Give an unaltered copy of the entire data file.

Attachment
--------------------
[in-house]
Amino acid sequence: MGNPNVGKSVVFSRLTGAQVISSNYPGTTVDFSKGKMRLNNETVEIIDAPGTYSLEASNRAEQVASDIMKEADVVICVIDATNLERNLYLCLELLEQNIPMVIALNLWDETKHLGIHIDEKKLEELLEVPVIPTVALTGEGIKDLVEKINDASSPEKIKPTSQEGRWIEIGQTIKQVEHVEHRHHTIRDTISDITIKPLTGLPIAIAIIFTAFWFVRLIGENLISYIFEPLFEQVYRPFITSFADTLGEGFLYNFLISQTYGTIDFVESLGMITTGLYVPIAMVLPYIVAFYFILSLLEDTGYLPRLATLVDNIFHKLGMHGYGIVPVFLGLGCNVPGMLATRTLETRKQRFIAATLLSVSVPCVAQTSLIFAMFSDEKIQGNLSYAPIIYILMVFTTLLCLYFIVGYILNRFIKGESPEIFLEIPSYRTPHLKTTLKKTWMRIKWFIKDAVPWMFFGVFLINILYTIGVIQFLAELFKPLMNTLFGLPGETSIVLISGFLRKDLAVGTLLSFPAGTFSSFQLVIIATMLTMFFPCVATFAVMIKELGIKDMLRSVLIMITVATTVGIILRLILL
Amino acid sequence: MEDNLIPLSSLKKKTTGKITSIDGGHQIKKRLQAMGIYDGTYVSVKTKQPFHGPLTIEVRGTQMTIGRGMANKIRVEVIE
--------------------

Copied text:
[in-house]
Amino acid sequence: MGNPNVGKSVVFSRLTGAQVISSNYPGTTVDFSKGKMRLNNETVEIIDAPGTYSLEASNRAEQVASDIMKEADVVICVIDATNLERNLYLCLELLEQNIPMVIALNLWDETKHLGIHIDEKKLEELLEVPVIPTVALTGEGIKDLVEKINDASSPEKIKPTSQEGRWIEIGQTIKQVEHVEHRHHTIRDTISDITIKPLTGLPIAIAIIFTAFWFVRLIGENLISYIFEPLFEQVYRPFITSFADTLGEGFLYNFLISQTYGTIDFVESLGMITTGLYVPIAMVLPYIVAFYFILSLLEDTGYLPRLATLVDNIFHKLGMHGYGIVPVFLGLGCNVPGMLATRTLETRKQRFIAATLLSVSVPCVAQTSLIFAMFSDEKIQGNLSYAPIIYILMVFTTLLCLYFIVGYILNRFIKGESPEIFLEIPSYRTPHLKTTLKKTWMRIKWFIKDAVPWMFFGVFLINILYTIGVIQFLAELFKPLMNTLFGLPGETSIVLISGFLRKDLAVGTLLSFPAGTFSSFQLVIIATMLTMFFPCVATFAVMIKELGIKDMLRSVLIMITVATTVGIILRLILL
Amino acid sequence: MEDNLIPLSSLKKKTTGKITSIDGGHQIKKRLQAMGIYDGTYVSVKTKQPFHGPLTIEVRGTQMTIGRGMANKIRVEVIE